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NESTOR RAMOS

People have always been afraid. But these days, our fears are getting the better of us

Victor Pena, who police say turned a chance encounter with a vulnerable young woman into an abduction, is now undergoing a mental competency evaluation and has pleaded not guilty.
Victor Pena, who police say turned a chance encounter with a vulnerable young woman into an abduction, is now undergoing a mental competency evaluation and has pleaded not guilty. Aram Boghosian for The Boston Globe

It is easy, days like these, to look out the window or peer through the prism of our glowing screens and see a world that is full of monsters.

How else can anyone make sense of the allegations against Victor Pena, who police say turned a chance encounter with a vulnerable young woman into an abduction? Pena is now undergoing a mental competency evaluation and has pleaded not guilty. But the details of the case against him represent the world at its most frightening: a place where violence lurks around every corner, where every stranger on the street is out to get you.

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That was my visceral first reaction, anyway, watching the overnight abduction and remarkable rescue play out last week. Maybe people have always harbored these feelings: moral panics, witch hunts, folk devils. “Hell is empty,” William Shakespeare wrote in “The Tempest” about, oh, 400 years ago. “And all the devils are here.”

But while fear of the people who populate the world around us is no new phenomenon, it feels today like something approaching an epidemic.

And who wouldn’t be fearful, if you follow the news at all? Like so many people accused of heinous crimes all over the country, Pena’s face was plastered on every television set, homepage, and front page this week, his bizarre social media presence offering no shortage of disturbing comments and strange selfies. This addled creep, whose long history of horrible behavior with women is well documented, was apparently just wandering around Boston on Saturday night.

So it is not just easy but tempting to think that there are terrifying figures lurking, waiting, unhinged and everywhere, like devils among us.

But there aren’t.

And it is in the moments when that temptation — when that fear — begins to feel particularly acute that we would do well to remember that. Whatever tiny kernel of reality there may be in the notion that the people we don’t recognize are inherently out to get us, the fiction we build around the grain of truth is a lot more dangerous. It breeds a fear that leads us inexorably toward our worst impulses.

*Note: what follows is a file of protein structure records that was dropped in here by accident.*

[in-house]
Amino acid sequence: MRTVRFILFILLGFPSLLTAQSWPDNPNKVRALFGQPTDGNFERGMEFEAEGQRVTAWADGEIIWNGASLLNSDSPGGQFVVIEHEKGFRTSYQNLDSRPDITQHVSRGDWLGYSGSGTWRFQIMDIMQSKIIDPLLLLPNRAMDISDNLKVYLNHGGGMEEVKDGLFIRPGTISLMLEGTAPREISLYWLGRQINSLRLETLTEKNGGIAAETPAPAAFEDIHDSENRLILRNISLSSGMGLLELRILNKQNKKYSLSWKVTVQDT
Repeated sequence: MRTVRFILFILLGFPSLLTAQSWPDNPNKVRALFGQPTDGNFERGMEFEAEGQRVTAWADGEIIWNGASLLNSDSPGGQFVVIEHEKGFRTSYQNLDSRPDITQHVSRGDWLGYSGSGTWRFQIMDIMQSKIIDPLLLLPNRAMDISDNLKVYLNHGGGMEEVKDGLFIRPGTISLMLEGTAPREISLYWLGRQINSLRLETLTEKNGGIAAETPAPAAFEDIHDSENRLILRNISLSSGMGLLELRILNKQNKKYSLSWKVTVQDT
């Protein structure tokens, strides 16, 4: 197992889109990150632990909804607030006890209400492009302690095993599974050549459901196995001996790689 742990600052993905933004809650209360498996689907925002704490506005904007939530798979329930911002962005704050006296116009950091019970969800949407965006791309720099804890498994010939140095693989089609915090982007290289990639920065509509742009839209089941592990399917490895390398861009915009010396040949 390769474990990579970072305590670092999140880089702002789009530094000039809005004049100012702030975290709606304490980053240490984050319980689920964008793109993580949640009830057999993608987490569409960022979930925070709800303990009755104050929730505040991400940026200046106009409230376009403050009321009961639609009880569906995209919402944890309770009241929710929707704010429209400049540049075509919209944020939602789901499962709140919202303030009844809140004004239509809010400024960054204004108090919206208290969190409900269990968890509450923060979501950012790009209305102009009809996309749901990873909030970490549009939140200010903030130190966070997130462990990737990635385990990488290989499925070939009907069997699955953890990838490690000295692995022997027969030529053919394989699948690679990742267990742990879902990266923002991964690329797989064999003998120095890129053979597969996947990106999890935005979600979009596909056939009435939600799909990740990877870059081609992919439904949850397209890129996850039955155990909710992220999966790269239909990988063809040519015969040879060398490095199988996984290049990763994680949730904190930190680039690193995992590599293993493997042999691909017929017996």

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Let that fear fester, and we begin to forget one of the foundational tenets of both Judeo-Christian religion and secular ethics: love for our neighbors. We stockpile weapons, imagining all the nightmare scenarios in which we might use them, though the reality is that they dramatically increase our own risk of injury or death. We call authorities on anyone who looks out of place — “better safe than sorry,” we tell ourselves, without stopping to consider whose safety we might be risking.

Focus on that fear long enough in our hearts, and we’ll begin to build walls in there. Eventually, those walls become literal, built on the persuasive power of horror stories about attacks or abductions, however rare, that ended far worse than this one did.

The idea of an America awash in evildoers has a certain twisted appeal. We will always grasp for explanations when terrible, inexplicable things happen.

Our current national preoccupation — $5.7 billion worth of steel slats or whatever — is being sold to the public not on the basis of facts, but fear. No serious analysis suggests it will do anything meaningful to keep America safe. And so proponents point to the kind of grisly cases that stoke fear: American carnage, as someone put it at the capitol a couple years ago now.

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There is a simple and quite famous phrase that encapsulates all this. The words are indelible on our national consciousness; you already know them by heart. But somehow, in the nearly 86 years since Franklin Delano Roosevelt delivered his first inaugural address, his famous words’ meaning has been forgotten:

“The only thing we have to fear is fear itself.”

This is the fear that Victor Pena feeds. Not only did he allegedly hold a horrified young woman against her will, he left the rest of us cowering, too.

When he was finally hauled into court Wednesday, Pena wept — less frightening than afraid, less fearsome than forgettable.

But if we must remember Pena, let’s not picture some monster staring hollow-eyed and frightening into the lens of his cellphone camera. Let’s remember him sobbing.


Nestor Ramos can be reached at nestor.ramos@globe.com.